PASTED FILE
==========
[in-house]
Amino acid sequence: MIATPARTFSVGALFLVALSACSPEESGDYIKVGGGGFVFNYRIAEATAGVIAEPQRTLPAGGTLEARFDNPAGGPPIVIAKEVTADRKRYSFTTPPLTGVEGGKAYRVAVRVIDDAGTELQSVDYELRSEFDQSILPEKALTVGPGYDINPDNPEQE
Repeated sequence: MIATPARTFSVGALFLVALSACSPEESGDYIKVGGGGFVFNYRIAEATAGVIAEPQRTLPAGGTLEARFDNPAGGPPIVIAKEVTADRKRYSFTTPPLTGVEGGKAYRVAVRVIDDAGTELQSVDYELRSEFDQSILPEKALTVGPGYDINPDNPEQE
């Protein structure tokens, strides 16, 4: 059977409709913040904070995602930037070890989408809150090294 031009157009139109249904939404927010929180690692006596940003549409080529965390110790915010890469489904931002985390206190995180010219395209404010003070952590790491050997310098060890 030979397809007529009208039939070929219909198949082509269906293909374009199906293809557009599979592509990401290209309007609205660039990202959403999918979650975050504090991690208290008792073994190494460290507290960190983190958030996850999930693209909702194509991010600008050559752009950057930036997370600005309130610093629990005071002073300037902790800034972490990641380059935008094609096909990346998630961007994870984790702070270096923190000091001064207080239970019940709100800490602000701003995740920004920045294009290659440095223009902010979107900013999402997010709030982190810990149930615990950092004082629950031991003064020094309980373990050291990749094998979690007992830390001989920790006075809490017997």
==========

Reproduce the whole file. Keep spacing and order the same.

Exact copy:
[in-house]
Amino acid sequence: MIATPARTFSVGALFLVALSACSPEESGDYIKVGGGGFVFNYRIAEATAGVIAEPQRTLPAGGTLEARFDNPAGGPPIVIAKEVTADRKRYSFTTPPLTGVEGGKAYRVAVRVIDDAGTELQSVDYELRSEFDQSILPEKALTVGPGYDINPDNPEQE
Repeated sequence: MIATPARTFSVGALFLVALSACSPEESGDYIKVGGGGFVFNYRIAEATAGVIAEPQRTLPAGGTLEARFDNPAGGPPIVIAKEVTADRKRYSFTTPPLTGVEGGKAYRVAVRVIDDAGTELQSVDYELRSEFDQSILPEKALTVGPGYDINPDNPEQE
């Protein structure tokens, strides 16, 4: 059977409709913040904070995602930037070890989408809150090294 031009157009139109249904939404927010929180690692006596940003549409080529965390110790915010890469489904931002985390206190995180010219395209404010003070952590790491050997310098060890 030979397809007529009208039939070929219909198949082509269906293909374009199906293809557009599979592509990401290209309007609205660039990202959403999918979650975050504090991690208290008792073994190494460290507290960190983190958030996850999930693209909702194509991010600008050559752009950057930036997370600005309130610093629990005071002073300037902790800034972490990641380059935008094609096909990346998630961007994870984790702070270096923190000091001064207080239970019940709100800490602000701003995740920004920045294009290659440095223009902010979107900013999402997010709030982190810990149930615990950092004082629950031991003064020094309980373990050291990749094998979690007992830390001989920790006075809490017997």